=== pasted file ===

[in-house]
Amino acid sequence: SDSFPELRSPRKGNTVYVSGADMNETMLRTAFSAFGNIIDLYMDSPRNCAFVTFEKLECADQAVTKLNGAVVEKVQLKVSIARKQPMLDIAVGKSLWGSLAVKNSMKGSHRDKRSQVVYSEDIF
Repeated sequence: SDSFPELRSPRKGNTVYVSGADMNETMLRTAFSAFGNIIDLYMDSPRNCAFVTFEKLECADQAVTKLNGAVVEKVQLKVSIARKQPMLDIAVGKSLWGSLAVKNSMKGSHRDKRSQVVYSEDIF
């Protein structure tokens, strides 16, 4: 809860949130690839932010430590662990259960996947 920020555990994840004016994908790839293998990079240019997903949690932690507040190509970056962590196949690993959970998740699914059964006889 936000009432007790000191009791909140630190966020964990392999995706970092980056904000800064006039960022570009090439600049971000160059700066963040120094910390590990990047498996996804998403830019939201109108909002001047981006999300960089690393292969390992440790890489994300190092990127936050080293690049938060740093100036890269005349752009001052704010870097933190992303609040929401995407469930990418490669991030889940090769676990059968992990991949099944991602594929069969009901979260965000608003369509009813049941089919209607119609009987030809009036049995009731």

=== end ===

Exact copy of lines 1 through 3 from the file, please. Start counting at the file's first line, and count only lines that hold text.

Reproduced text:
[in-house]
Amino acid sequence: SDSFPELRSPRKGNTVYVSGADMNETMLRTAFSAFGNIIDLYMDSPRNCAFVTFEKLECADQAVTKLNGAVVEKVQLKVSIARKQPMLDIAVGKSLWGSLAVKNSMKGSHRDKRSQVVYSEDIF
Repeated sequence: SDSFPELRSPRKGNTVYVSGADMNETMLRTAFSAFGNIIDLYMDSPRNCAFVTFEKLECADQAVTKLNGAVVEKVQLKVSIARKQPMLDIAVGKSLWGSLAVKNSMKGSHRDKRSQVVYSEDIF